As we all know, the first step in solving a problem is understanding the scope of the problem. But getting a good understanding of the state of the world’s water problems can be a daunting task.
The UN has led the way in collecting data around water and sharing it as broadly as possible to help drive change. They’ve created 17 Sustainable Development Goals to help guide the way. SDG Goal #6 is “Ensure availability and sustainable management of water and sanitation for all”.
Today, the UN is marking World Water Day with a gathering in New York hosted by the Netherlands and Tajikistan. The UN’s message this year: we are “seriously off-track” to meet SDG 6 by 2030.
They’re not the only ones raising the alarm on this World Water Day. The Intergovernmental Panel on Climate Change (IPCC), a body of leading climate scientists, have recently released their Climate Change 2023: Synthesis Report, which urgently lays out the case that now may be our last chance to commit to meaningful change that will help us preserve the planet. There’s no denying that things appear to be looking grim. But we can’t let that stop us.
Minding the Water Gap
Of course, if our goals are too high or seem unachievable, we may become overwhelmed by the task at hand and throw up our collective hands in frustration. It may help us to think about the problem in different ways – to reframe the conversation in as many ways as possible so that the thrust of the message connects with more and more constituencies.
Just in time for World Water Day 2023, the National Geographic Society has released an excellent resource to help frame the conversation in a new way. They call it the “Water Gap”.
In collaboration with Utrecht University and Esri, they’ve launched the World Water Map. It identifies water availability hotspots and provides high-quality visualizations that compare global freshwater supply and demand using 40+ years of historical data. Simply put, it calculates the available water in an area and the key drivers of water demand. The difference is the water gap. The goal is to close those gaps.
The 22 hotspots it lists are facing crisis-level water scarcity. This data-driven mental device can help us collectively identify where we can make the most progress on the issues of supply while at the same time providing a future-forward outlook on the ever-increasing demand for water. Thinking about it in this simplified, supply-and-demand way can help us see the trade-offs between supply and demand.
How is it going where you live? You can enter your location in the search box and view the data from the last 40+ years.
Me and you and everyone we know
The biggest hurdle to surmount in this battle for better water for all is the feeling of powerlessness. We can’t let apathy set in. We have to keep reminding ourselves – and everyone who will listen – that protecting our water is a shared responsibility that requires trade-offs and compromise.
How can we help? Obviously, technology can help.
If the first step in solving the problem is understanding it, data must be our best friend. Our software consumes data to help companies uncover more and more ways to use less water, which has the fortunate side effect of also helping them save money. One way that we can help is by continuing to build and promote tools within our software that incrementally helps organizations across the water lifecyle use less – and save more – water.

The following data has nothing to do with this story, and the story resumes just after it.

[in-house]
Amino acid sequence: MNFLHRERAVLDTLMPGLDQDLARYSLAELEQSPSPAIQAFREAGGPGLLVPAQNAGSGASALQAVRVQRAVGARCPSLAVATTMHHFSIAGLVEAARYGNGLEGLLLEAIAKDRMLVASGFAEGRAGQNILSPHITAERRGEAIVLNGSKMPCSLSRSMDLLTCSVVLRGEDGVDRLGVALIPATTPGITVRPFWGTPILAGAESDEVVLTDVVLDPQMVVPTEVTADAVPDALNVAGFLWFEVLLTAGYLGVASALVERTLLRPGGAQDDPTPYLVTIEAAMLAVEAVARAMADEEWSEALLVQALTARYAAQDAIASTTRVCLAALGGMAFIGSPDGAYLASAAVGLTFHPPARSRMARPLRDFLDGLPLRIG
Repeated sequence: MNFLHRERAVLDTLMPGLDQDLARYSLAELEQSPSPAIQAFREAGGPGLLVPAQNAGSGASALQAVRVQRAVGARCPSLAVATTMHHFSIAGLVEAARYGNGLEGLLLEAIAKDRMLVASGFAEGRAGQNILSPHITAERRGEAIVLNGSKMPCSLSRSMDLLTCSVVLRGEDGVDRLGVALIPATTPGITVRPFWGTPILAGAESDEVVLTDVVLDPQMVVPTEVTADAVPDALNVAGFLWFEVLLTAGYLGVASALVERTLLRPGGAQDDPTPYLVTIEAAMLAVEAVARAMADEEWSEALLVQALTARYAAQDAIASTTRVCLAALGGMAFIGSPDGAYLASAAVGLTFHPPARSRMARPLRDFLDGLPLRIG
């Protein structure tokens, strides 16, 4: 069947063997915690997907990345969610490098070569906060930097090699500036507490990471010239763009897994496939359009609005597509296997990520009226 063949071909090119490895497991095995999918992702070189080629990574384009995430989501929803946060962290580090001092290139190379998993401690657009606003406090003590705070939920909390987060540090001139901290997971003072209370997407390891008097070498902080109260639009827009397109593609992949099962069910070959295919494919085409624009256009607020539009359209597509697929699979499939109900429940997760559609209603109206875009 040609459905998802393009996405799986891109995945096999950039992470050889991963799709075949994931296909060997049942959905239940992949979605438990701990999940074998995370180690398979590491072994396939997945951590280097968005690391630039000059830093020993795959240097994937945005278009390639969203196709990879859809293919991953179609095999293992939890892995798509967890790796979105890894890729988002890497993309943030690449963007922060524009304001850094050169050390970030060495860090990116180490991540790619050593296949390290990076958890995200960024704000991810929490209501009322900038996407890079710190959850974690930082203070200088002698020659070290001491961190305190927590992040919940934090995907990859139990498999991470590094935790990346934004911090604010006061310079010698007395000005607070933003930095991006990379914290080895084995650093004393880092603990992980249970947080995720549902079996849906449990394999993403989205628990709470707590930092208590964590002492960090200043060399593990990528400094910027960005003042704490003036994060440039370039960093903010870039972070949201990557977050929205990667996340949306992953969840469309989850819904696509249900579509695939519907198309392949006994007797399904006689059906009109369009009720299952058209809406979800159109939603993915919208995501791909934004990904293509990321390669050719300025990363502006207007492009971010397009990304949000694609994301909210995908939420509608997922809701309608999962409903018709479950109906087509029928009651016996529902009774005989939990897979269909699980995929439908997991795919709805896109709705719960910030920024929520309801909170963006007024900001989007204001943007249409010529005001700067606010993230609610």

But we can help in other ways, too. Today, Autodesk announced that we have joined Xylem, Veolia, The Coca Cola Foundation and other industry leaders in committing over $11 billion in water innovation over the next five years.
“Autodesk is uniquely positioned to support global water experts working to ensure resilient infrastructure. When I think of how vital water is, we can’t afford to waste a moment,” said Colby Manwaring, VP of Innovyze at Autodesk. “We are proud to work alongside other leading organizations who have committed to finding innovative solutions to the world’s water challenges. This kind of opportunity, rooted in data with meaningful insights, has the potential for impact at scale.”
Wanted: water influencers
How can you help? We can all individually help by making the most essential ingredient in our lives a regular topic of conversation in our day-to-day lives. Trumpet the successes you see in your communities and point out the disparities that still need to be addressed.
You can get started with the first few drops by registering your own commitment to achieve the UN goals. You can also share positive messages to help bring about a change in mindset. You can also investigate on your own how water is being used or abused where you live.
Others ways you can join this water crusade by sharing positive messages to help bring about a change in mindset:
- Subscribe to the UN’s Global Goals newsletter to hear about their upcoming campaigns.
- Promote their free resources for educators.
- Ask about getting the place where you work on board with these goals.
- Send a postcard, print a poster, or share messages on social media by downloading their activation kit.
Ultimately, changing our mindset will require each of us to sacrifice something convenient that we enjoy about the status quo, but there’s no way to get around the simple truth that compromise will be required for meaningful change to occur.